Sunday, January 25, 2009

Perfidy and Max Manus

I saw a movie recently. A very recommendable one: Max Manus. The Norwegian movie is about the hero Max Manus in the Norwegian underground resistance movement during World War II. We follow Manus and his friends from the start in 1940, through different sabotage operations and emotional stress in the war against Germany, till the end of the war in 1945.

The movie is very trustworthy, as it is a true story. The acting is great, especially by Norwegian standards, and the script is brilliant. The movie is thrilling, and has also its humoristic moments. The film makes me proud to be a Norwegian; but I assume that every freedom-loving man that watches this masterpiece would be proud of Manus, despite his obvious shortcoming in certain areas.

But what struck me as I saw this movie, were the many obvious violations against the Geneva Conventions that Manus and his friends committed. This is a man we hold, and I think we ought to hold, as a great hero in the war for freedom, yet an undisputable war criminal.

For instance, Manus did not wear a uniform during his warfare, even though he was a lieutenant in the Norwegian Independent Company 1 (Norisen), a special operations (SOE) group in the British Army. This would be a clear violation of the distinction principle in the Geneva Conventions.

The Principle of Distinction states that “The parties to the conflict must at all times distinguish between civilians and combatants.” This principle is made to protect the civilians in a zone of war. “Attacks may only be directed against combatants. Attacks must not be directed against civilians.”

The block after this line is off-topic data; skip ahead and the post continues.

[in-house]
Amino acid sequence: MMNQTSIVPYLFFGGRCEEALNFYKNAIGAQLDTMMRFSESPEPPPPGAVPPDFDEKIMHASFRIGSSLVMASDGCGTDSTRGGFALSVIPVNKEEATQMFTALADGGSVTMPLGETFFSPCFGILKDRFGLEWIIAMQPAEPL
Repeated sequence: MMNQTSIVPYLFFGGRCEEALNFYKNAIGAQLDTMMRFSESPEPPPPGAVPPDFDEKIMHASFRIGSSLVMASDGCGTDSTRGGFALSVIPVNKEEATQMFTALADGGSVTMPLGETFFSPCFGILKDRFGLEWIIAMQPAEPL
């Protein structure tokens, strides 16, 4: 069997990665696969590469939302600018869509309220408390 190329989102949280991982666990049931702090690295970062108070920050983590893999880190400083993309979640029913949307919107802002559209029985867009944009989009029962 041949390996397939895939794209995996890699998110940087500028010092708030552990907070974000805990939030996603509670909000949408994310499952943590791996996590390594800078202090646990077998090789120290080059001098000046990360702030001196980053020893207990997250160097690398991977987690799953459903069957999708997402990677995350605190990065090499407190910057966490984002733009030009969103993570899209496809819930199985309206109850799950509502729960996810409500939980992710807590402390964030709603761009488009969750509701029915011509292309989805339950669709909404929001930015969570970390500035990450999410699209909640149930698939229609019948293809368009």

The principle presupposes that the enemy does not use civilian clothing as camouflage. If the enemy looks exactly like the civilians, you would not know the difference, and the Principle of Distinction would be almost meaningless. The Geneva Conventions gives civilians a protected status. The civilian clothing should give the same protection as a white flag or a red cross; and any misuse of these symbols is considered perfidy. In that sense, Max Manus was treacherous.

However, when we consider Manus a hero, we may not have completely forgotten that he broke the conventions; we rather find, as he did, that the goal sanctifies the means (I can’t really believe I just wrote that – it is more likely that I meant “the goal is worth the consequences” or something). He thought that it was more important to fight for freedom in the most efficient manner, than it was to honour the laws of war. The laws of war, made to reduce unnecessary sufferings, are all great, but not greater than freedom. Lasting freedom is more important than temporary sufferings of the people.

The Max Manus film is released to DVD in June 2009, and can be pre-ordered in Norway from

Read more:
IMDB: Max Manus (2008)
Wikipedia: Max Manus
Wikipedia: Perfidy
Cambridge University Press: The Principle of Distinction
Red Cross: International Humanitarian Law

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